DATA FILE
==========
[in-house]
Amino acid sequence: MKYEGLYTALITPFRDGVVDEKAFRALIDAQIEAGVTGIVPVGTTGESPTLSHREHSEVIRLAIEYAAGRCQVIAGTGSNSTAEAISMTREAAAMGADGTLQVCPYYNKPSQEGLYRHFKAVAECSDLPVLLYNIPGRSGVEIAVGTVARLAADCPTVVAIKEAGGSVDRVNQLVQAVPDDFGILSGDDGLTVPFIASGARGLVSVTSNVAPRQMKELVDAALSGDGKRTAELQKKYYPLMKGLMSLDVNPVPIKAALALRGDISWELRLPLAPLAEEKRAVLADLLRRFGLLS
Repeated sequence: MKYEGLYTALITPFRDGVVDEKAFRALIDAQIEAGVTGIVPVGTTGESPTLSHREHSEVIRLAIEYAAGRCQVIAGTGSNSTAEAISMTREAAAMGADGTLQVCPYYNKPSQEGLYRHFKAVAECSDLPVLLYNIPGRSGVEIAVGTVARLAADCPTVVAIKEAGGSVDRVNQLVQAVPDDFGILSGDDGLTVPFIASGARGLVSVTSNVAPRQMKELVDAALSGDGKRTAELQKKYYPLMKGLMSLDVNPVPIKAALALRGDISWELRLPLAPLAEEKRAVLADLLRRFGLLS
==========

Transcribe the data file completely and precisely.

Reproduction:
[in-house]
Amino acid sequence: MKYEGLYTALITPFRDGVVDEKAFRALIDAQIEAGVTGIVPVGTTGESPTLSHREHSEVIRLAIEYAAGRCQVIAGTGSNSTAEAISMTREAAAMGADGTLQVCPYYNKPSQEGLYRHFKAVAECSDLPVLLYNIPGRSGVEIAVGTVARLAADCPTVVAIKEAGGSVDRVNQLVQAVPDDFGILSGDDGLTVPFIASGARGLVSVTSNVAPRQMKELVDAALSGDGKRTAELQKKYYPLMKGLMSLDVNPVPIKAALALRGDISWELRLPLAPLAEEKRAVLADLLRRFGLLS
Repeated sequence: MKYEGLYTALITPFRDGVVDEKAFRALIDAQIEAGVTGIVPVGTTGESPTLSHREHSEVIRLAIEYAAGRCQVIAGTGSNSTAEAISMTREAAAMGADGTLQVCPYYNKPSQEGLYRHFKAVAECSDLPVLLYNIPGRSGVEIAVGTVARLAADCPTVVAIKEAGGSVDRVNQLVQAVPDDFGILSGDDGLTVPFIASGARGLVSVTSNVAPRQMKELVDAALSGDGKRTAELQKKYYPLMKGLMSLDVNPVPIKAALALRGDISWELRLPLAPLAEEKRAVLADLLRRFGLLS